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  Side of the Plane  (Read 2396 times)
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Offline abies

Senior Devvie

« Posted 2003-12-07 18:24:22 »

Let's suppose that we have a plane Ax + By + Cz + D = 0. It's normal is (A,B,C). Which side do we assume to be 'inside' halfspace given by this plane ? Points which are on the side pointed by the normal (distance to plane is positive) or points on the other side of normal (distance to plane[1] is negative) ?
At first it was natural for me that points with positive distance (pointed to by normal) are 'inside'. But then I started to wonder - if you look at the plane as part of mesh, 'inside' of mesh is probably in opposite direction to normal...

My question for 'wise heads' here: Which way I should use for all computations ? For a point to be between number of planes, should it's distance[1] from every one be negative or positive ?

[1] distance = Ax+By+Cx+D for point (x,y,z)

Artur Biesiadowski
Offline Daath

Junior Devvie

Java games rock!

« Reply #1 - Posted 2003-12-07 20:26:23 »

There is no definitive answer to that. It really depends on what you are trying to achieve. I can easily picture two scenarios which will need positive and negative normals.
 1. positive - Wanna use plane to "see' what is inside space enclosed by planes (since you mentiones halh-space case)
 2 negative - say lighting normals for box from outside
 This is case dependent scenario .
Offline DavidYazel

Junior Devvie

Java games rock!

« Reply #2 - Posted 2003-12-07 22:15:12 »

If you make this change then please refactor the polygon clipping code, it was a bitch to get working and depends on the halfspaces as they currently work.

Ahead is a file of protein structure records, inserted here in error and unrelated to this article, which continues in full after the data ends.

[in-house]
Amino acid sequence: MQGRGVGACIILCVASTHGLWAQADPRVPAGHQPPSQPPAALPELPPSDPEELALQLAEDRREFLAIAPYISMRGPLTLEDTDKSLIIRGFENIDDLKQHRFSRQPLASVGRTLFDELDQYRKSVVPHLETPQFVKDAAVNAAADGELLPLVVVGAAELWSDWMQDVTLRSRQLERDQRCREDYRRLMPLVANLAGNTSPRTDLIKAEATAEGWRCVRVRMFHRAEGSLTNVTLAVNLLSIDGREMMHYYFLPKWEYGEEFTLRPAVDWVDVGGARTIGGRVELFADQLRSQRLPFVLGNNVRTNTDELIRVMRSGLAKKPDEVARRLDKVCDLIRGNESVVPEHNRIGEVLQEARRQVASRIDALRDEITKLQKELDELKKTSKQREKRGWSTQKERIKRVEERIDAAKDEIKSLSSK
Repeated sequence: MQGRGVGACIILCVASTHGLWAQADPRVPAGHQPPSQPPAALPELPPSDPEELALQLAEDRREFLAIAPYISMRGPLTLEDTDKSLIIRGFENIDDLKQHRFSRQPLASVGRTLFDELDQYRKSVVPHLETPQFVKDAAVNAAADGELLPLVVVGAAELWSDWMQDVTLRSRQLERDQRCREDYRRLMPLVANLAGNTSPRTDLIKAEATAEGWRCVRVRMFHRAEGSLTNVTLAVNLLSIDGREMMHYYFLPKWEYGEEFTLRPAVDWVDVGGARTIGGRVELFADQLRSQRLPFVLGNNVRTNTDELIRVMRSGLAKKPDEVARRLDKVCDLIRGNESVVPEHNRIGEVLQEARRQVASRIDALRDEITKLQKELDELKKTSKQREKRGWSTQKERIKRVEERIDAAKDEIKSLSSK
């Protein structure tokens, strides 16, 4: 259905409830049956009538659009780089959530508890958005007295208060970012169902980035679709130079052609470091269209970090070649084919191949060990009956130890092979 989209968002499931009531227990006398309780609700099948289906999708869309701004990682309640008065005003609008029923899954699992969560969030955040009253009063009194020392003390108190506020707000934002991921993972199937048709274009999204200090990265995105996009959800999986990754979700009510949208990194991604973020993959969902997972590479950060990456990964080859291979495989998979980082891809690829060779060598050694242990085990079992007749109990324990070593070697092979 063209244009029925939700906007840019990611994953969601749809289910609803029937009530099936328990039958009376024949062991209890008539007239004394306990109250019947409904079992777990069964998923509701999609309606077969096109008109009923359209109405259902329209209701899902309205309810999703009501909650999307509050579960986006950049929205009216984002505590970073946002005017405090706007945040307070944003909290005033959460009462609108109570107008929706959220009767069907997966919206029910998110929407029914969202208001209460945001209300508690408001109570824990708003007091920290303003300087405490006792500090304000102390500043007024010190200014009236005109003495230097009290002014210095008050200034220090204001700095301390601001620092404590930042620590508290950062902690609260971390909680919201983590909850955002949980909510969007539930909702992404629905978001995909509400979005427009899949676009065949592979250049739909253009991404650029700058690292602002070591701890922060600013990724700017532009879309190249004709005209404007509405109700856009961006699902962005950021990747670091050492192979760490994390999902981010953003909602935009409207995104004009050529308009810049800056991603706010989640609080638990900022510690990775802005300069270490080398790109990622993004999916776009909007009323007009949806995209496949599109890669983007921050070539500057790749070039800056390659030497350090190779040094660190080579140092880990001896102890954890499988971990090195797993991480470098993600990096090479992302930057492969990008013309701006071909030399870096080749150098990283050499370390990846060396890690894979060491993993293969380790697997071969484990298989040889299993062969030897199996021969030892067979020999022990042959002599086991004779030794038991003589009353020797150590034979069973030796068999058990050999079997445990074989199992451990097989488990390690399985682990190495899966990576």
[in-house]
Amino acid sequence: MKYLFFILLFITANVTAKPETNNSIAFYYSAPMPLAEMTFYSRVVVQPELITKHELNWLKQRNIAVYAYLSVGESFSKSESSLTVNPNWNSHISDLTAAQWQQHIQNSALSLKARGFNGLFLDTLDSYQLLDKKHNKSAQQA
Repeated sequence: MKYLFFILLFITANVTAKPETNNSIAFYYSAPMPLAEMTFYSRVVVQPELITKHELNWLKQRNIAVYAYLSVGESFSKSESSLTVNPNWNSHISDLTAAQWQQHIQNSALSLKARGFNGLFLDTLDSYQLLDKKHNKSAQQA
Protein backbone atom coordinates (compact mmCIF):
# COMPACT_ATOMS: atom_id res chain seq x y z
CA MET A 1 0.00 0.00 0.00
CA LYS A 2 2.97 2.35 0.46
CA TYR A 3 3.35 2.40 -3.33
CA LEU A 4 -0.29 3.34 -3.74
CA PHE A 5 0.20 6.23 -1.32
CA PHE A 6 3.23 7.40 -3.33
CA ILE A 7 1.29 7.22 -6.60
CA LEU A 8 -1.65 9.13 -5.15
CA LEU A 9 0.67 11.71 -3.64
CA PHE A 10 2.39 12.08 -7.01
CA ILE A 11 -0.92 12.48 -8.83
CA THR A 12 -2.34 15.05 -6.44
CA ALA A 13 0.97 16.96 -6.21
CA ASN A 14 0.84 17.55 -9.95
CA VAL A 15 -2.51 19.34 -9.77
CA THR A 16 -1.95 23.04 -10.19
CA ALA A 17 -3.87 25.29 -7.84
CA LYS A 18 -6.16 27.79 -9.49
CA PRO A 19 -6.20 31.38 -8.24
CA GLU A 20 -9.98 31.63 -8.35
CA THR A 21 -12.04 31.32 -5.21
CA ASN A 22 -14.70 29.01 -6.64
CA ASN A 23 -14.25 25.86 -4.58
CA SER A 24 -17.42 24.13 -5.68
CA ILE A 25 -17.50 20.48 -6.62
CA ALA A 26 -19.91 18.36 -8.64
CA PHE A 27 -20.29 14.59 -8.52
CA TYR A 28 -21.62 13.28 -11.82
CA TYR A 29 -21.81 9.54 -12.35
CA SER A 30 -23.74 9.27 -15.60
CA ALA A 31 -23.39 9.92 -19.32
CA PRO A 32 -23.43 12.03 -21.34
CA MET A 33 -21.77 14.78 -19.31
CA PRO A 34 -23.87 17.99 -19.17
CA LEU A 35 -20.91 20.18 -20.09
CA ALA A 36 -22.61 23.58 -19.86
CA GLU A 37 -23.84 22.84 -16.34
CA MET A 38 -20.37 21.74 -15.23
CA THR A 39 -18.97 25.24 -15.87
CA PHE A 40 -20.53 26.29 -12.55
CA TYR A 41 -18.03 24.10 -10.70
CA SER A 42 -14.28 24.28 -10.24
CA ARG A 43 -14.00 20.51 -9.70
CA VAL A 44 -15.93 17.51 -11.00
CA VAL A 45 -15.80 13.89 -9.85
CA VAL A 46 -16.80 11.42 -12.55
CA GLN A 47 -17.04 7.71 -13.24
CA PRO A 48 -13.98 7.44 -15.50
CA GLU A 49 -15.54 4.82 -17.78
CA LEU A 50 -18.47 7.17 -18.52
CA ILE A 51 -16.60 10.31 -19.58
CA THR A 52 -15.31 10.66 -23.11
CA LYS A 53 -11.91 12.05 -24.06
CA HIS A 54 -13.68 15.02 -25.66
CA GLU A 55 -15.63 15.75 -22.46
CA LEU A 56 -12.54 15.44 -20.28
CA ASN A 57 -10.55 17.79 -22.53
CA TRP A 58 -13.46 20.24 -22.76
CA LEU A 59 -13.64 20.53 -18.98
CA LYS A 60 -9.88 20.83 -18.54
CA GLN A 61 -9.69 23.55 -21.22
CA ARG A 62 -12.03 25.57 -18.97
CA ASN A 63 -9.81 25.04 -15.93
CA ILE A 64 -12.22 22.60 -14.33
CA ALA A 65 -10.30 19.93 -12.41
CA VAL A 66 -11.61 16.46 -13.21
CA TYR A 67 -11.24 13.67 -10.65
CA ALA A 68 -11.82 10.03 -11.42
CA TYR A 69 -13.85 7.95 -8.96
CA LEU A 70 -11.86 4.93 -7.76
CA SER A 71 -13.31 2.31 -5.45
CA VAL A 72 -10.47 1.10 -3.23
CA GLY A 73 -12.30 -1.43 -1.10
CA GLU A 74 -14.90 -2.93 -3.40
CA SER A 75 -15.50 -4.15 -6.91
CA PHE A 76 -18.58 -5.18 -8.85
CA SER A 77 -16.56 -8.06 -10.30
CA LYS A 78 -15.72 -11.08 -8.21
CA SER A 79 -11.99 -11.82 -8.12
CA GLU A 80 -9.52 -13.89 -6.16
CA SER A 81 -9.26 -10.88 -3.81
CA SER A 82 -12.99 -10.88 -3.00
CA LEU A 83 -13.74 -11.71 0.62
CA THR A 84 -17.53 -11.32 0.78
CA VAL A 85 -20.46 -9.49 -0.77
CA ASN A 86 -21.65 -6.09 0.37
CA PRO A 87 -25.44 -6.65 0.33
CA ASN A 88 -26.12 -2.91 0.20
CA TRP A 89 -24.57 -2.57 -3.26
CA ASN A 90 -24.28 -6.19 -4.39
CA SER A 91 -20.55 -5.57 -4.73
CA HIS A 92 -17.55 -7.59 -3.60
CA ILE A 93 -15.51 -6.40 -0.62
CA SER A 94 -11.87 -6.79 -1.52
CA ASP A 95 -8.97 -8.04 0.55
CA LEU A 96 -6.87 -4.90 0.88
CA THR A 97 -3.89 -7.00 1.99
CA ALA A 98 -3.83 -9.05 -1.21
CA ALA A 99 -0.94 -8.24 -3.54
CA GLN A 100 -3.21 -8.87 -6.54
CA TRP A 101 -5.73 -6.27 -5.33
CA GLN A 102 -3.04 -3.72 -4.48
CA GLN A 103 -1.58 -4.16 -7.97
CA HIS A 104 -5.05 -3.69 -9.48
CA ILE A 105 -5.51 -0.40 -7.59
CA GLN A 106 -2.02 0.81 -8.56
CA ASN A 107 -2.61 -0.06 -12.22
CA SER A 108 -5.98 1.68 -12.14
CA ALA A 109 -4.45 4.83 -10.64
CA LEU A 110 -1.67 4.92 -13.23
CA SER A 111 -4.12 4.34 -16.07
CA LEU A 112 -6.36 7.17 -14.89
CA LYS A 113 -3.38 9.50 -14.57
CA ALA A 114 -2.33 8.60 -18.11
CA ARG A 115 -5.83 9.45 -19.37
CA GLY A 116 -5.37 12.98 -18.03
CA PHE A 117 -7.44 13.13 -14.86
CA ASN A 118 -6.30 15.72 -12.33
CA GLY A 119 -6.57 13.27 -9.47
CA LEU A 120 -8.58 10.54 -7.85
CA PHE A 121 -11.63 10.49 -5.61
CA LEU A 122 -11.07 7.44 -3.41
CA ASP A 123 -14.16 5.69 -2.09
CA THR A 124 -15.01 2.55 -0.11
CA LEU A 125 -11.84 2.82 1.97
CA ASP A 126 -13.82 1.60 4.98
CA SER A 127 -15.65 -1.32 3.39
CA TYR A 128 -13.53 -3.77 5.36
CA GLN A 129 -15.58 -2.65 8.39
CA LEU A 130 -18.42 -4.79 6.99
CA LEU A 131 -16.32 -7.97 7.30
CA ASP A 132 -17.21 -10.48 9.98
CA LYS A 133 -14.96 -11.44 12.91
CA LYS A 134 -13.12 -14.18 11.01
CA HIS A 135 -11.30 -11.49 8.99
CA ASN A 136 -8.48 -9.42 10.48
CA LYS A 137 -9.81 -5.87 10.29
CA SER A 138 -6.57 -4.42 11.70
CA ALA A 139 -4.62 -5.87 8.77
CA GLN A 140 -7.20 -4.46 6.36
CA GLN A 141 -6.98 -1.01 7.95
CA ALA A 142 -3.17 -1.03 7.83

David Yazel
Xith3D Project Founder

It may look complicated, but in the end it is just a bunch of triangles
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Offline Yuri Vl. Gushchin

Senior Devvie

Speak Java!

« Reply #3 - Posted 2003-12-08 05:07:13 »

OpenGL has a function that deals with planes and halfspaces - glClipPlane(...). Description of this function says:

If the dot product of the eye coordinates of a vertex with the stored plane equation components is positive or zero, the vertex is in with respect to that clipping plane. Otherwise, it is out.

Here is a description from

Clipping Planes
A clipping plane divides space into two, half on one side of the plane, half on the other. The plane has a front and a back side, the front side is the one with the plane's normal vector. So space gets divided into a front halfspace and a back halfspace. Let's define "inside" to mean something is in the front halfspace. In 3D space, the one we're used to, a plane is defined by this plane equation.
   Ax + By + Cz + D = 0
We can store the plane coefficients in a vector (A,B,C,D). To determine whether or not a point is inside the front halfspace of a plane, we find the distance from the point (xo, yo, zo) to the plane (A,B,C,D).
   distance = Axo + Byo + Czo + D
If the distance is positive, the point is in the front halfspace, inside. If the distance is zero, the point lies on the plane. If the distance is negative, the points lies in the back halfspace, outside.

In 4D homogeneous space, planes are specified by equations of this form.
   Px + Qy + Rz + Sw = 0
Again, we can store the plane coefficients as vectors (P,Q,R,S). To see if a point (xo, yo, zo, wo) is in the front halfspace, on the plane, or in the back halfspace, we take the dot product of the point and the plane's coefficient vector. This number isn't really a distance, but at times it might help to think of it as such.
   dot product = Pxo + Qyo + Rzo + Swo
Again, inside is > 0, on the plane = 0, outside is < 0.

I think we should choose definition of In/Out from OpenGL specs just to aboid one more difference and be able to point peolpe to OpenGL docs.


Yuri Vl. Gushchin
JProof Group
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